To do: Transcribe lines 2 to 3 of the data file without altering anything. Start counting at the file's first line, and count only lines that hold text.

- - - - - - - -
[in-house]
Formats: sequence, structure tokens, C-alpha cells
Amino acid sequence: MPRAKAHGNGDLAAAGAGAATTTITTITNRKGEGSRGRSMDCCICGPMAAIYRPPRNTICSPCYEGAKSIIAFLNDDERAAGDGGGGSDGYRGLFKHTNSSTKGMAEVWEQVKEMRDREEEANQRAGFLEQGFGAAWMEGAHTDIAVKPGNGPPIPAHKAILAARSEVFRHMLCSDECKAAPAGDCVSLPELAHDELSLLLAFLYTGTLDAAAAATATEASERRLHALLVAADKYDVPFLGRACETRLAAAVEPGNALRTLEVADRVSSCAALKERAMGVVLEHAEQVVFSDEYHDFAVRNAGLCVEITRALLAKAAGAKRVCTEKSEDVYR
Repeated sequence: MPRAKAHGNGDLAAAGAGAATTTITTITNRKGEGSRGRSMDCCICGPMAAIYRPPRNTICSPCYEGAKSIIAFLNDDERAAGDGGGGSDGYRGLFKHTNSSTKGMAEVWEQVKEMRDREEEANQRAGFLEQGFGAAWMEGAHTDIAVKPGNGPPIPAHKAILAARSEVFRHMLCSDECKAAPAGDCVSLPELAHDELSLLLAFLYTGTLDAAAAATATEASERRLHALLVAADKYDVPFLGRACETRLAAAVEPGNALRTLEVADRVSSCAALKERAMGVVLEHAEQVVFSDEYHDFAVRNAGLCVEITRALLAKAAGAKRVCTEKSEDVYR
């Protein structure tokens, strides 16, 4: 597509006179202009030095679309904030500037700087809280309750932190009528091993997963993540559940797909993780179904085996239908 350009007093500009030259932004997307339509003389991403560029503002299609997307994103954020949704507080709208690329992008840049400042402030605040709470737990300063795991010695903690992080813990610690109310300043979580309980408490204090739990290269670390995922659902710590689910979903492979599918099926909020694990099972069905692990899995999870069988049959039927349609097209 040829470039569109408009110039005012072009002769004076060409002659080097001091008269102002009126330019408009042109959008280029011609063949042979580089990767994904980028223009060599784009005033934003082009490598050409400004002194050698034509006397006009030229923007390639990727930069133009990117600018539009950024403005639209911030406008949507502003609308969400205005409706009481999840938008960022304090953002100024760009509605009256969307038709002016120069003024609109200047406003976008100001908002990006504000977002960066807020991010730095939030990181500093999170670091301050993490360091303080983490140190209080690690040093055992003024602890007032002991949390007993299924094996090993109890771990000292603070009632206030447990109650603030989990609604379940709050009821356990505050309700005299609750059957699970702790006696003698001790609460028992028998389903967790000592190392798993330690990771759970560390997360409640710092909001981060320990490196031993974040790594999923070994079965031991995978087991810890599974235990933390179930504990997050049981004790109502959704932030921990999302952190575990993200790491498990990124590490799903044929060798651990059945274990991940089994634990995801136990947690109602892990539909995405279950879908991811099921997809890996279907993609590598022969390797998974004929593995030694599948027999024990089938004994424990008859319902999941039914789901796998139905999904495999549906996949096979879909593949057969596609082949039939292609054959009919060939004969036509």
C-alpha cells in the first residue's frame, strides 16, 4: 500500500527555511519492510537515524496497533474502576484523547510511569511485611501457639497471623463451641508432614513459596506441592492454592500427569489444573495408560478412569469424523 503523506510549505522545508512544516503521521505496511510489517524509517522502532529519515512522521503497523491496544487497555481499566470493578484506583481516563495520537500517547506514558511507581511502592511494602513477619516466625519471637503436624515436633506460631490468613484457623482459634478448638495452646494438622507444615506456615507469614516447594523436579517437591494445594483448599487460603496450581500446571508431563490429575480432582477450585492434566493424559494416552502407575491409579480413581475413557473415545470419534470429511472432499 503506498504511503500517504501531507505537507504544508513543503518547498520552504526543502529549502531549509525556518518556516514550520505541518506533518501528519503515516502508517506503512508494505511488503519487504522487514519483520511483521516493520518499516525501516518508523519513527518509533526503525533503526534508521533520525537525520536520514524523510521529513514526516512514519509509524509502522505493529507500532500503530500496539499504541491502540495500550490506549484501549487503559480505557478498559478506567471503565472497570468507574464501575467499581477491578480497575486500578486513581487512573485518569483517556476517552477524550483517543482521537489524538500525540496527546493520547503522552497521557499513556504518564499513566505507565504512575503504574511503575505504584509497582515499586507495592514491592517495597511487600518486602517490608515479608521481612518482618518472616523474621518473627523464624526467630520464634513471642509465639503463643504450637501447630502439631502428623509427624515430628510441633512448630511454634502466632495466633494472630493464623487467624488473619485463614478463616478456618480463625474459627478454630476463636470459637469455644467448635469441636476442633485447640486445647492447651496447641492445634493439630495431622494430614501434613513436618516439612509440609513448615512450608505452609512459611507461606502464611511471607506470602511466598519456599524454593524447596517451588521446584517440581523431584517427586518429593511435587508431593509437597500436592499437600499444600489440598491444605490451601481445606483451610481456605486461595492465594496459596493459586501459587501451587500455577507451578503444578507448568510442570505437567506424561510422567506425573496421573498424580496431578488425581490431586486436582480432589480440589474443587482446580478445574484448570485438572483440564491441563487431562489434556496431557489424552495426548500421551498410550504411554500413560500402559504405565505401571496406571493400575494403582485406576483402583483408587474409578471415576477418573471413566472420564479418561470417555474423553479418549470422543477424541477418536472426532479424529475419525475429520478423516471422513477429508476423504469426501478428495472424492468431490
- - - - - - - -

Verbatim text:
Formats: sequence, structure tokens, C-alpha cells
Amino acid sequence: MPRAKAHGNGDLAAAGAGAATTTITTITNRKGEGSRGRSMDCCICGPMAAIYRPPRNTICSPCYEGAKSIIAFLNDDERAAGDGGGGSDGYRGLFKHTNSSTKGMAEVWEQVKEMRDREEEANQRAGFLEQGFGAAWMEGAHTDIAVKPGNGPPIPAHKAILAARSEVFRHMLCSDECKAAPAGDCVSLPELAHDELSLLLAFLYTGTLDAAAAATATEASERRLHALLVAADKYDVPFLGRACETRLAAAVEPGNALRTLEVADRVSSCAALKERAMGVVLEHAEQVVFSDEYHDFAVRNAGLCVEITRALLAKAAGAKRVCTEKSEDVYR